THURSDAY, June 16, 2016 (HealthDay News) — Exercising after you learn new things might help you remember them, a small study suggests.
But the workout has to be done within a specific time window, and it can’t be immediately after learning, Dutch researchers said.
Their study involved 72 people who learned a series of picture-location associations. The participants were then assigned to one of three groups: exercising immediately after the learning session; exercising four hours after learning, and not exercising at all.
The workout involved 35 minutes of interval training on an exercise bike at an intensity of up to 80 percent of the participants’ maximum heart rates.
The study volunteers returned two days later to see how much they remembered from what they had learned. They also had an MRI.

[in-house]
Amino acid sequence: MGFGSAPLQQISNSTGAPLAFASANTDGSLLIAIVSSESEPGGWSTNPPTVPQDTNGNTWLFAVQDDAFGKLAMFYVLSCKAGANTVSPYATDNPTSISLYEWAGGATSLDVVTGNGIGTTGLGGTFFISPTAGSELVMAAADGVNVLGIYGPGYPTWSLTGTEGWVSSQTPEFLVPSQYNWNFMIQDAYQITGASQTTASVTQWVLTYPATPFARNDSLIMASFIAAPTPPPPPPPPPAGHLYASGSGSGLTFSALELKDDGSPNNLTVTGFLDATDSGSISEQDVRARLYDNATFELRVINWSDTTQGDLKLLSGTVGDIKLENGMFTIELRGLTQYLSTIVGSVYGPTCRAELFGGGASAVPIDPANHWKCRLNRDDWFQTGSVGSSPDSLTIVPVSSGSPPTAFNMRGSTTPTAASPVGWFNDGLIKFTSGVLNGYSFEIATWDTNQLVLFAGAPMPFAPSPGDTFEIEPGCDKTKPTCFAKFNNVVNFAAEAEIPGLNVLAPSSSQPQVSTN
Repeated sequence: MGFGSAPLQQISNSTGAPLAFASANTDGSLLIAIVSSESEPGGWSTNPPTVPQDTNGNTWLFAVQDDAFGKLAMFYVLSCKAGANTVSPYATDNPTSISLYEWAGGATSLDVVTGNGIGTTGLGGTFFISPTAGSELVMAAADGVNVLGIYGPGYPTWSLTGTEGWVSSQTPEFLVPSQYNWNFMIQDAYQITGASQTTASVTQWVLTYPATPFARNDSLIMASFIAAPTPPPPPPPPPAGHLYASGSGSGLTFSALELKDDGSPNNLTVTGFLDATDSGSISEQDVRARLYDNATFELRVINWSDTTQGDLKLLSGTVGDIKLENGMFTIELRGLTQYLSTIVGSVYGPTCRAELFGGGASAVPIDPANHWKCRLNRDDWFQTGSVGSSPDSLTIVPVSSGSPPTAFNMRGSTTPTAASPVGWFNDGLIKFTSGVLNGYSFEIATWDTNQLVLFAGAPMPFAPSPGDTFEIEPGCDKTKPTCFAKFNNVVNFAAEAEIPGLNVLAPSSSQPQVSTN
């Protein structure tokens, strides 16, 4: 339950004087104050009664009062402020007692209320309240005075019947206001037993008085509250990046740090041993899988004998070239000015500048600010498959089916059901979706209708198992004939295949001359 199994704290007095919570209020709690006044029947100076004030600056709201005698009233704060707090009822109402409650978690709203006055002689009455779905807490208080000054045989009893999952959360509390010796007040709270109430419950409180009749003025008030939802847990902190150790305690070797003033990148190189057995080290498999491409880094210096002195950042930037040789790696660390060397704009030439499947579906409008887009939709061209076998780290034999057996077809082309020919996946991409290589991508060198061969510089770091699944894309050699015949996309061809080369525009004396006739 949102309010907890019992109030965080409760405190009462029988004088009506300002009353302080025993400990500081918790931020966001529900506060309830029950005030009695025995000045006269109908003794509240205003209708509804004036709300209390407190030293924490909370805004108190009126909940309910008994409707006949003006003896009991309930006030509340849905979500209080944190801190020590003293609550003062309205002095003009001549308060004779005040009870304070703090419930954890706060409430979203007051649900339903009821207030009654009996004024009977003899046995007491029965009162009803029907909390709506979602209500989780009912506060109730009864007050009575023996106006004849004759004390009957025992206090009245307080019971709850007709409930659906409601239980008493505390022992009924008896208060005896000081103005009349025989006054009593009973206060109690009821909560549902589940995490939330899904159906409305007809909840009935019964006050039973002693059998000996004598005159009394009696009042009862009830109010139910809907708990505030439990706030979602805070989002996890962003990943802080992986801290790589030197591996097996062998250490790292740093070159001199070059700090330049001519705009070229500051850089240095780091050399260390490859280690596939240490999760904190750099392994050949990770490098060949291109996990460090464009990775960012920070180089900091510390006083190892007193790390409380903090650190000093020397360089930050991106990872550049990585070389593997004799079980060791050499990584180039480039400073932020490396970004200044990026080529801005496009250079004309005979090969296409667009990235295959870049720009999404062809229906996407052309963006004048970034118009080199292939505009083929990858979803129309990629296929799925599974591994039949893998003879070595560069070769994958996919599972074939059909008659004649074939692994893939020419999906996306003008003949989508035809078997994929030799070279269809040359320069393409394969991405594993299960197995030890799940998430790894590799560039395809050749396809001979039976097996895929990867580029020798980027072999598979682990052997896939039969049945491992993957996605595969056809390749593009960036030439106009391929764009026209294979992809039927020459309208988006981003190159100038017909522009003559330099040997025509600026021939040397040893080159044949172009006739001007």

Those who exercised four hours after the learning session retained the new information better two days later than those who exercised immediately after learning or those who didn’t exercise at all.
The study was published June 16 in the journal Current Biology.
“[Our findings show] that we can improve memory consolidation by doing sports after learning,” researcher Guillen Fernandez said in a journal news release. Fernandez is with the Donders Institute for Brain, Cognition and Behaviour at Radboud University Medical Center, in the Netherlands.
It’s not clear how or why exercising a few hours after learning might help people retain new information. Previous research in animals found that exercise boosts levels of chemical compounds that improve memory consolidation, the researchers said.
“Our results suggest that appropriately timed physical exercise can improve long-term memory and highlight the potential of exercise as an intervention in educational and clinical settings,” Fernandez and his colleagues said.
Harvard Health has more on exercise, memory and thinking skills.